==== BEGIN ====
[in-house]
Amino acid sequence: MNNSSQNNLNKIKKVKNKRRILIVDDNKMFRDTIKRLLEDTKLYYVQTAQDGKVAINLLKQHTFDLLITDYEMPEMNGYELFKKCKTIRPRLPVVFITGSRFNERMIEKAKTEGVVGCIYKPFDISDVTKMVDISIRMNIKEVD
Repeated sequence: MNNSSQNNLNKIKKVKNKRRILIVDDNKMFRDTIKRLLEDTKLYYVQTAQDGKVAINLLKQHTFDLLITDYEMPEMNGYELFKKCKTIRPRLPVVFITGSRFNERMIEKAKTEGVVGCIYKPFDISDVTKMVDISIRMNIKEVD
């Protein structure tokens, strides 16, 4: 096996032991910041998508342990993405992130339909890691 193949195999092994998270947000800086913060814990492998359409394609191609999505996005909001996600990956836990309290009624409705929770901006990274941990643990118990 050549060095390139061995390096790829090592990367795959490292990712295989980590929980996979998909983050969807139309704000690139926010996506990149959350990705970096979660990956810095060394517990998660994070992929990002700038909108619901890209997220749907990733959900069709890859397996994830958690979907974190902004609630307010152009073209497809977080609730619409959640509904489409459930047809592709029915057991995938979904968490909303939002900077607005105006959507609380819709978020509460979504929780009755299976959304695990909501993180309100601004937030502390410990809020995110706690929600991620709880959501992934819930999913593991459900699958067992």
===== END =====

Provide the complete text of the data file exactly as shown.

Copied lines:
[in-house]
Amino acid sequence: MNNSSQNNLNKIKKVKNKRRILIVDDNKMFRDTIKRLLEDTKLYYVQTAQDGKVAINLLKQHTFDLLITDYEMPEMNGYELFKKCKTIRPRLPVVFITGSRFNERMIEKAKTEGVVGCIYKPFDISDVTKMVDISIRMNIKEVD
Repeated sequence: MNNSSQNNLNKIKKVKNKRRILIVDDNKMFRDTIKRLLEDTKLYYVQTAQDGKVAINLLKQHTFDLLITDYEMPEMNGYELFKKCKTIRPRLPVVFITGSRFNERMIEKAKTEGVVGCIYKPFDISDVTKMVDISIRMNIKEVD
């Protein structure tokens, strides 16, 4: 096996032991910041998508342990993405992130339909890691 193949195999092994998270947000800086913060814990492998359409394609191609999505996005909001996600990956836990309290009624409705929770901006990274941990643990118990 050549060095390139061995390096790829090592990367795959490292990712295989980590929980996979998909983050969807139309704000690139926010996506990149959350990705970096979660990956810095060394517990998660994070992929990002700038909108619901890209997220749907990733959900069709890859397996994830958690979907974190902004609630307010152009073209497809977080609730619409959640509904489409459930047809592709029915057991995938979904968490909303939002900077607005105006959507609380819709978020509460979504929780009755299976959304695990909501993180309100601004937030502390410990809020995110706690929600991620709880959501992934819930999913593991459900699958067992």